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Linux allows me to have a short system path by placing binaries in just a few locations. I don't have to edit the path because I just installed a new application, and I don't have to hunt for applications I want to run. How can I, with PowerShell as the program I use to launch programs from, accomplish the same thing on Windows (Vista)?

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unfortunately this is not programming related. –  lothar May 12 '09 at 18:42
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I'd have to disagree, it may not be Computer Science related, but it is Software Engineering related. I have to deal with adding stuff to my path as a programmer frequently. –  dustyburwell May 12 '09 at 18:49
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It's more like configuration. Should be on ServerFault. –  justinhj May 13 '09 at 0:04
    
With 119 rep he can't use serverfault for now ... –  Joey May 13 '09 at 7:42
    
This is more like a .Net question. He is asking about Powershell with a .net platform and may get better responces from programmers then admins –  Matthew Whited May 13 '09 at 15:44

6 Answers 6

Vista has a symlinks now via mklink. Perhaps you could setup a "c:/bin" folder and generate symlinks to point back to the original binaries. That is assuming that Vista's symlinks work similarly to the ones in Linux. Here's a short tutorial.

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They do work similarly but you have another problem, then. Many programs assume their data or libraries to be in the directory they are installed in (as for libraries this is also an artifact of LoadLibrary). So by symlinking just the exe to another path you are starting C:\bin\blah.exe which thn fails to load any of its data/libraries because they're not in C:\bin but rather in %ProgramFiles%\Blah. So it's a rather brittle solution. Windows is, after all, an entirely different environment than Unix. Trying to have it both ways usually doesn't work out properly. –  Joey May 13 '09 at 7:43

Many programs create an app paths entry in the registry (HKEY_LOCAL_MACHINE\SOFTWARE\Microsoft\Windows\CurrentVersion\App Paths). For those apps, you can start them like so:

PS> Start-Process <appname>
PS> Start-Process excel

If you don't have PowerShell V2, which provides Start-Process, you can use the PowerShell Community Extensions on V1.

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I kinda think I may be misunderstanding the question and this might be obvious but I hope it helps in case you didn't already know all this.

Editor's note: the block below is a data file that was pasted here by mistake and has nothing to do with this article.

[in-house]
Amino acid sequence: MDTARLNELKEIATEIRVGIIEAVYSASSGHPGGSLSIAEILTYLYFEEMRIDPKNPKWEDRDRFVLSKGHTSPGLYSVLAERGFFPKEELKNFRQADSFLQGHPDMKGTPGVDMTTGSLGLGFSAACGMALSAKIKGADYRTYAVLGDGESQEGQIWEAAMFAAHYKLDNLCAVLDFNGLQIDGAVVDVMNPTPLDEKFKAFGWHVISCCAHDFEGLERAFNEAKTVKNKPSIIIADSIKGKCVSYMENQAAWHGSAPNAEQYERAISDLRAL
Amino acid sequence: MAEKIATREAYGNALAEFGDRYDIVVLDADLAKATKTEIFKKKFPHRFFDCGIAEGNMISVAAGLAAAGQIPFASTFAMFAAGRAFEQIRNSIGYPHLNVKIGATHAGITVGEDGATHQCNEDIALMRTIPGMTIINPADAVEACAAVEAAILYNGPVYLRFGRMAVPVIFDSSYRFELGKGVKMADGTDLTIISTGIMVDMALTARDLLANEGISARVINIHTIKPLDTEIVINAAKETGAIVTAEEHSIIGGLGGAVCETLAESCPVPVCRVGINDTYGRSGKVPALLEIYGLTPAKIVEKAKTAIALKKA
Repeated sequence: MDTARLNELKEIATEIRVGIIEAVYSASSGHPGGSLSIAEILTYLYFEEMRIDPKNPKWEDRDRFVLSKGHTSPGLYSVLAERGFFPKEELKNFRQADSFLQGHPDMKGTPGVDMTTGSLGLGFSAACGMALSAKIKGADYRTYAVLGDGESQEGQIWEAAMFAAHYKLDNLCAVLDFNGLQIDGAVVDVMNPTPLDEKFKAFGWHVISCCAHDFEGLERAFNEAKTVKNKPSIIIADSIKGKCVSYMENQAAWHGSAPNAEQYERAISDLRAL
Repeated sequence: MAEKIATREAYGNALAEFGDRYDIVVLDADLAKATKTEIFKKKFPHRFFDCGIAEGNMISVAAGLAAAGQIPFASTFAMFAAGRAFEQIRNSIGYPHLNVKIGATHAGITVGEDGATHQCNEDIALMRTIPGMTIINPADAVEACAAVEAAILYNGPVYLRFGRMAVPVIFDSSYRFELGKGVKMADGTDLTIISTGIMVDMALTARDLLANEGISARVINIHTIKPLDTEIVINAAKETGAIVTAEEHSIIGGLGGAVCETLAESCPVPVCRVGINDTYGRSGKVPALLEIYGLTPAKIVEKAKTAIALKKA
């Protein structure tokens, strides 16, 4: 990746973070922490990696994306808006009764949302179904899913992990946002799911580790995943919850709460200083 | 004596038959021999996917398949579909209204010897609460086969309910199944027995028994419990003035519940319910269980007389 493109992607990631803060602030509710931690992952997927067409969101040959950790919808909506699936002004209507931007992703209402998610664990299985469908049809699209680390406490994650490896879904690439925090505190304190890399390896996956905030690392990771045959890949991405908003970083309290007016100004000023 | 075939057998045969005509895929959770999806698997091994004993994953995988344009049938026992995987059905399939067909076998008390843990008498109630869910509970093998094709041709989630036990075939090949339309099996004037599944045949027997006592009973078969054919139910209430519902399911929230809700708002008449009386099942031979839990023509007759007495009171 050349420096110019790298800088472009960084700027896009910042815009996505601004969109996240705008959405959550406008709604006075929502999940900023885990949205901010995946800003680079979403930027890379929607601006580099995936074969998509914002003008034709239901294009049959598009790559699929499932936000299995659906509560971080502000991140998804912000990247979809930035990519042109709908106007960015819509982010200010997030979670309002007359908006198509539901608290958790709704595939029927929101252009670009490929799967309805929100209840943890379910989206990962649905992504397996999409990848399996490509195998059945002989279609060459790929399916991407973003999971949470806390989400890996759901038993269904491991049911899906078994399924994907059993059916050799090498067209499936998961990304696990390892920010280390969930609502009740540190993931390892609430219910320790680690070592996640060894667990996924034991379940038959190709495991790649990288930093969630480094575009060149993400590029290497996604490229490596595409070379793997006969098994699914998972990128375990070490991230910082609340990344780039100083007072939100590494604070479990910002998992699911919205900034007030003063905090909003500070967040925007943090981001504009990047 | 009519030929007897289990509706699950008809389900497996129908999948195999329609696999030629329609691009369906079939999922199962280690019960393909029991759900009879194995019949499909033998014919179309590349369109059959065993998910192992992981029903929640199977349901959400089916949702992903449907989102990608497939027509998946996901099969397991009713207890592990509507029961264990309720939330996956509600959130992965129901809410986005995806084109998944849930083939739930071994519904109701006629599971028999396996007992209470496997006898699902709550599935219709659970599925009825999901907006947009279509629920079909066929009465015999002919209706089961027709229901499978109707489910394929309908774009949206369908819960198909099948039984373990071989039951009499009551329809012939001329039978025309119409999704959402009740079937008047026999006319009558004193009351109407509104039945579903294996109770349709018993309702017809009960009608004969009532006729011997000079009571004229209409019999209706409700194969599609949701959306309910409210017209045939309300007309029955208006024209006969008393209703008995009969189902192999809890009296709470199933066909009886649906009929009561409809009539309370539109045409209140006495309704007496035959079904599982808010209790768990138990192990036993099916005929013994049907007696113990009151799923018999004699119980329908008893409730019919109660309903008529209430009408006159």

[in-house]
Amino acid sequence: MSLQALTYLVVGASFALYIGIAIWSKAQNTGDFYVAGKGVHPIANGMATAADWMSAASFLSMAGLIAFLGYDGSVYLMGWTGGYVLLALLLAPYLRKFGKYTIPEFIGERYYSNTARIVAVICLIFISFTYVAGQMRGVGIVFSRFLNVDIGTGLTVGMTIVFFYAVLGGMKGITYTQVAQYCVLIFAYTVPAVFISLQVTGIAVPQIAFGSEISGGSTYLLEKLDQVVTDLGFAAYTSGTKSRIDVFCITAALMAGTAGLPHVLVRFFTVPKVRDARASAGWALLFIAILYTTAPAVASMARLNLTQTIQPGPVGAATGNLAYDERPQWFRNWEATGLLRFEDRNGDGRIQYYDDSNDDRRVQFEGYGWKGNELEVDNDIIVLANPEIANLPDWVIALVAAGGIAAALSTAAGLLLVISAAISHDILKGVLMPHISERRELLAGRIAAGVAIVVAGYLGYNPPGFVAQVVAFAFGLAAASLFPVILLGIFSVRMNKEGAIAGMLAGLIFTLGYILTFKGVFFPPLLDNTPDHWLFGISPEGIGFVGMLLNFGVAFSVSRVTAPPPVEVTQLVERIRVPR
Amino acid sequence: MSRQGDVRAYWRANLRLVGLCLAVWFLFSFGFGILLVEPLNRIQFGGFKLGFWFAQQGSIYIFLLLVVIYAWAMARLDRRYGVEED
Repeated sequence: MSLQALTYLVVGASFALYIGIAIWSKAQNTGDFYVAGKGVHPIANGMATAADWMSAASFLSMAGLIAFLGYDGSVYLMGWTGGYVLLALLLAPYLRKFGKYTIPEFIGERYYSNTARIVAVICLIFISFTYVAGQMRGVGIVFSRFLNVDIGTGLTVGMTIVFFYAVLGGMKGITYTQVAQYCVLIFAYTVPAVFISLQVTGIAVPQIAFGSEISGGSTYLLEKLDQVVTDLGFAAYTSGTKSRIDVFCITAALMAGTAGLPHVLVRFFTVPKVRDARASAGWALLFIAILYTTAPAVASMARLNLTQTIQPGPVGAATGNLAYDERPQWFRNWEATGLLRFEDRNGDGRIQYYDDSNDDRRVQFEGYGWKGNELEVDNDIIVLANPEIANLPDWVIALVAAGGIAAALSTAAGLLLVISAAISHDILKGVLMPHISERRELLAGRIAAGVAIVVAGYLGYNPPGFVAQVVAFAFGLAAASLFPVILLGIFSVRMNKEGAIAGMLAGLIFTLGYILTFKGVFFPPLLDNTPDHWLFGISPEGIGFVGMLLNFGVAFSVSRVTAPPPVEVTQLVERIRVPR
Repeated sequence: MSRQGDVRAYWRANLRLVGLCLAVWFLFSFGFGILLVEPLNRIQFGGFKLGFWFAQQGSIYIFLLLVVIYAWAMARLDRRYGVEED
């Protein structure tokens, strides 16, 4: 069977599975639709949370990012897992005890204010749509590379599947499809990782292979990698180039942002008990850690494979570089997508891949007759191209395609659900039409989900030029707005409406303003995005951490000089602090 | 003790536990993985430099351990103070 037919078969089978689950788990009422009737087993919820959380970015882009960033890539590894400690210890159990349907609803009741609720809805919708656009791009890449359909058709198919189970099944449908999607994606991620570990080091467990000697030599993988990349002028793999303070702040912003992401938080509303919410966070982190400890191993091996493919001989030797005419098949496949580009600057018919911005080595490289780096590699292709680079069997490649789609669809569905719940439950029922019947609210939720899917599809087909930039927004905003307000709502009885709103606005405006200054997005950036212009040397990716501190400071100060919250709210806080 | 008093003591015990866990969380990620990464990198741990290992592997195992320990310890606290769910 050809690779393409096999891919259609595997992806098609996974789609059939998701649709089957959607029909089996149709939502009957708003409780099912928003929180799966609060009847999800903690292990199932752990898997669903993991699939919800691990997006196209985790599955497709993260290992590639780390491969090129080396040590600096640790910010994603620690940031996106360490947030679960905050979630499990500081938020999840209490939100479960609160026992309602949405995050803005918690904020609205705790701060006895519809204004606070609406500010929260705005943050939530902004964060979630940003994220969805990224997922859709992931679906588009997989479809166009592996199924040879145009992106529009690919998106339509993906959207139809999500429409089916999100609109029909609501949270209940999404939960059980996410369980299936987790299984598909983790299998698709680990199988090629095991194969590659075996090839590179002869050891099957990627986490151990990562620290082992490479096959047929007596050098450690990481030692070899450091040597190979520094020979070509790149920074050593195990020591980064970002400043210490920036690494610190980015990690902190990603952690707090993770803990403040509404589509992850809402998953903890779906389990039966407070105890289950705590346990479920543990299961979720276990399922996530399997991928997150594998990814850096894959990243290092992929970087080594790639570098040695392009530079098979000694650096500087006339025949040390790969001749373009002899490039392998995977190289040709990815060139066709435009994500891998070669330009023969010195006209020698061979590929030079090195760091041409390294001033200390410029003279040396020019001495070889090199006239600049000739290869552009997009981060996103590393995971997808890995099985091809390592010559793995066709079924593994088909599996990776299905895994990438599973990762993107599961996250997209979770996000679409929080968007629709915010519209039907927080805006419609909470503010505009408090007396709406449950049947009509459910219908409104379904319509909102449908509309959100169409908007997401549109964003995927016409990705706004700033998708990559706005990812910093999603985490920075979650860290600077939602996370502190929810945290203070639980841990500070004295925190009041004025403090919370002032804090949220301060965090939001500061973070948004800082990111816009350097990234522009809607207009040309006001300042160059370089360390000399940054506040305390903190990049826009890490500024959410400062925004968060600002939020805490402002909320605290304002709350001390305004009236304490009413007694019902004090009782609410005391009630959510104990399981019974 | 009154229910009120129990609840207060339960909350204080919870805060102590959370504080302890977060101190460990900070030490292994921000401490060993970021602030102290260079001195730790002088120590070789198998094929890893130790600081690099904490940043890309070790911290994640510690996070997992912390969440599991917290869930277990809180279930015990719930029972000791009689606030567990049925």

It sounds like adding a few directories to your path environmental variable might help. From the command prompt you can view all environmental variables with the set command. Then you can cut and paste your path and use set again to add to it. If you prefer the GUI route right click on My Computer -> Properties -> (in vista and 7 go to "Advanced System Settings" on the left in XP skip this step) -> Advanced Tab -> At the bottom there is an Environmental Variables button. When something is invoked form the command line windows checks in all the directories marked in the path first. After your app dir is in the path you can execute it without fully qualifying your path.

Hope that helped!

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In Vista and Windows 7 you can get there even quicker by just searching for "environment" on the start menu, as there is an entry "Edit environment variables for your account" –  Joey May 13 '09 at 7:49

You could always add a .cmd file as an alias.

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Rather than use .cmd as an alias, you can just use PowerShell's built-in aliasing mechanism: Set-Alias Fiddler 'C:\Program Files\Fiddler2\Fiddler.exe' –  Keith Hill May 18 '09 at 5:27

I install apps into c:\bin .

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Using specifically Powershell you can just create aliases for programs you want to start. I doubt that this is actually less work than editing the PATH environment variable, though.

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